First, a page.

The GlucoTrack DF-F device consists of two major components: Main Unit and Personal Ear Clip (PEC). Supporting up to three different users, the Main Unit is comparable to a smartphone in size, weight and functionality. It features an easy-to-use color touchscreen, employs a built-in lithium-ion rechargeable battery and includes a USB port for data downloading. The device both displays and speaks out the results of the blood glucose reading, and has memory capacity large enough for 1,000 readings per each user. The PEC is comfortable and adjustable, individually calibrated, and has an operational lifespan of up to six months (although more frequent replacement or recalibration might initially be required by some regulatory authorities), which reduces costs.

Why choose the ear lobe as the monitoring site? From a usability perspective, the ear lobe is nonintrusive, so utilizing it for blood glucose monitoring is convenient for the user. More importantly, the ear lobe contains a large number of capillary vessels, and the flow of blood within it is relatively slow, thus offering favorable conditions for obtaining more accurate measurements.  Additionally, the comparatively minor amount of fat and nerves in the ear lobe, as well as the absence of bones, reduces the “noise” and thus helps to secure a more accurate reading. In addition, the ear lobe remains stable in size over the lifespan of the PEC, which increases the length of time for which a calibration will remain valid, because users do not have to adjust the PEC due to a change in ear lobe size.

It is important to note that as a noninvasive device, GlucoTrack does not gauge blood glucose levels directly; instead, it harnesses three independent technologies to measure physiological phenomena that correlate with the user’s glucose level. These measurements—which are transmitted from the PEC to the Main Unit—are then analyzed using an algorithm that translates them into blood glucose level readings. Significantly, GlucoTrack does not employ optical technology, which, based on others’ experience, has been determined to be impractical for use in noninvasive glucose monitoring.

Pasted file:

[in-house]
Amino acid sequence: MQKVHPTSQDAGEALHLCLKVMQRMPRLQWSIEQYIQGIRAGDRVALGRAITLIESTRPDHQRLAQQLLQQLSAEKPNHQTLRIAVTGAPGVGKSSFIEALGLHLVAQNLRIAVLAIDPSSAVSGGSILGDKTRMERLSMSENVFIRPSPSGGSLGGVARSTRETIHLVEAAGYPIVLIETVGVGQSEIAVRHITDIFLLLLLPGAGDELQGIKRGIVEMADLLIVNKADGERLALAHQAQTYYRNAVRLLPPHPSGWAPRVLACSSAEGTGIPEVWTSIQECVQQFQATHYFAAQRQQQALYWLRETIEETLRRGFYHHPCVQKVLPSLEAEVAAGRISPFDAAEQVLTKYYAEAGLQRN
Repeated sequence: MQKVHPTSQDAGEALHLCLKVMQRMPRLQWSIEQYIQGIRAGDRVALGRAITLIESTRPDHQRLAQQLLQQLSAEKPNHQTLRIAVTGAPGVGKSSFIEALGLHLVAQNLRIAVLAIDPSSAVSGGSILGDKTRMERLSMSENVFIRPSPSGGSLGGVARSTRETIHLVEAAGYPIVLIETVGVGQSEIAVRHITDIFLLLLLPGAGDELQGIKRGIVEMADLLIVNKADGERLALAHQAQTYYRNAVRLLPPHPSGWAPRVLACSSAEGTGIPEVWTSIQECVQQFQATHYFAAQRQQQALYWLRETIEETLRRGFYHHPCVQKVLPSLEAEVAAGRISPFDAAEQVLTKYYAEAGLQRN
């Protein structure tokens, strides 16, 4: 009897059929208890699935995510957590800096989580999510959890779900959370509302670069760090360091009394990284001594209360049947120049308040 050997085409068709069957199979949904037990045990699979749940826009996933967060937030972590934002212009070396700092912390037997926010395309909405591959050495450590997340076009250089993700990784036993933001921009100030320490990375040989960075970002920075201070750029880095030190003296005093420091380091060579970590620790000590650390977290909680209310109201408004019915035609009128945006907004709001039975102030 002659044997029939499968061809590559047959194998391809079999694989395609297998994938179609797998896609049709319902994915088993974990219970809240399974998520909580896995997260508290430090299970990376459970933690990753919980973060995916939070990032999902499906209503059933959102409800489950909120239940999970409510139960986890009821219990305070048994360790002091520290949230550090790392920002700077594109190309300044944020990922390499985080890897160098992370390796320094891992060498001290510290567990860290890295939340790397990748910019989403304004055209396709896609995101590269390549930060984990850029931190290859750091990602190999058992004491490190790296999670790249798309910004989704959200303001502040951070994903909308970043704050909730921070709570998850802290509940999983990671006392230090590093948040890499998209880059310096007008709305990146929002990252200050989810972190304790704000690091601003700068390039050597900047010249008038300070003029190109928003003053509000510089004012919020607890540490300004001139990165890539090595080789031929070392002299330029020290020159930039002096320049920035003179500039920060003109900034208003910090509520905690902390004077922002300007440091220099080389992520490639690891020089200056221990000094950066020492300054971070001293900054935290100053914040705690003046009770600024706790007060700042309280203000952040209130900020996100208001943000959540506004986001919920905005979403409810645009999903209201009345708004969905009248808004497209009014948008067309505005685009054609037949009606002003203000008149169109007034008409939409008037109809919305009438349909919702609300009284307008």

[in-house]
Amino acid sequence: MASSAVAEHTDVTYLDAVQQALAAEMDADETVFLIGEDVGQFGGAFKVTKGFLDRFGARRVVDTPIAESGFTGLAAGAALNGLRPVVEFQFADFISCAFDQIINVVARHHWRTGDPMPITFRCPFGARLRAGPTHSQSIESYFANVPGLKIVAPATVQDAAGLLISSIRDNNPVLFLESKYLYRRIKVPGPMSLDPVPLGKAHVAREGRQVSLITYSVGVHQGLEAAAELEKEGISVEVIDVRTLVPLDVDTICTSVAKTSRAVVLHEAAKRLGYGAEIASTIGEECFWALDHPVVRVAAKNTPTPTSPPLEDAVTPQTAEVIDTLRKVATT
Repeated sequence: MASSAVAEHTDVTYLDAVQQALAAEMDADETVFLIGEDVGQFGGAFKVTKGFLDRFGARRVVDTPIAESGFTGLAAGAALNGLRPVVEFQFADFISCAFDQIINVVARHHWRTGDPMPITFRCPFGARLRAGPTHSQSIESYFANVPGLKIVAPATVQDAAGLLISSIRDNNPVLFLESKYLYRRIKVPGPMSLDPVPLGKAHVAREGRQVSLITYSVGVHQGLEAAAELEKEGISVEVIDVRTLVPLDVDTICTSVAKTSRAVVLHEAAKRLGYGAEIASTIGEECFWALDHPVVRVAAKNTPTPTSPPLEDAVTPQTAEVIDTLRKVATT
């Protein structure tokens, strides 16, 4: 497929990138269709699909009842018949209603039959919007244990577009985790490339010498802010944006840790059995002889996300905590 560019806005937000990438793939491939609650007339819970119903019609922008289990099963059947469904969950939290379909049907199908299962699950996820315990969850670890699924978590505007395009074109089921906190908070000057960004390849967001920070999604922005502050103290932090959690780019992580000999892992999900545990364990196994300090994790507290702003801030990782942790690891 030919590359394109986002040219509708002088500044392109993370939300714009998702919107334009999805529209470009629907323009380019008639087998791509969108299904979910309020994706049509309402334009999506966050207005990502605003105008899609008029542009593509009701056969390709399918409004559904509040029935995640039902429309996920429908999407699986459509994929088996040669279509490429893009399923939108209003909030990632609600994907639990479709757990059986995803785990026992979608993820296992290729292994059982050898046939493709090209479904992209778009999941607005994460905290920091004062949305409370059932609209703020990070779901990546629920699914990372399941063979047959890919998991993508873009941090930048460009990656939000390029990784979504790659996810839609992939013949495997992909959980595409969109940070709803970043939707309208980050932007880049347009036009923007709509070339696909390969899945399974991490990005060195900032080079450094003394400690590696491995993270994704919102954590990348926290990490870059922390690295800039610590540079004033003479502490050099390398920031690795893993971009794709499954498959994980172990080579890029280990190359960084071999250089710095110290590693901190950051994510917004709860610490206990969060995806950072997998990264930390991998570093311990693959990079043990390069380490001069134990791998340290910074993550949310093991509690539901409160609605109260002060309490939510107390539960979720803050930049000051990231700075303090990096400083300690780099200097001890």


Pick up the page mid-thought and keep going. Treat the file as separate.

Once it is calibrated, the GlucoTrack model DF-F is able to measure blood glucose levels at any desired time of day or night, making it an appropriate solution for a wide range of diabetes patients. Although CE Mark approved, it is not yet available for purchase, since Integrity is still in the preparation phase for mass-production. The device is expected to be available within the European Economic Area during the first half of 2014. Integrity also intends to apply for clearance from the U.S. Food and Drug Administration to market the GlucoTrack model DF-F in the United States. If and when Integrity Applications obtains FDA clearance for GlucoTrack, Americans with diabetes might also benefit from access to this noninvasive technology.


Avner Gal is President & CEO of Integrity Applications, a medical device company focused on the design, development and commercialization of non-invasive glucose monitoring devices for use by people with diabetes. He can be reached at avnerg@integrity-app.com.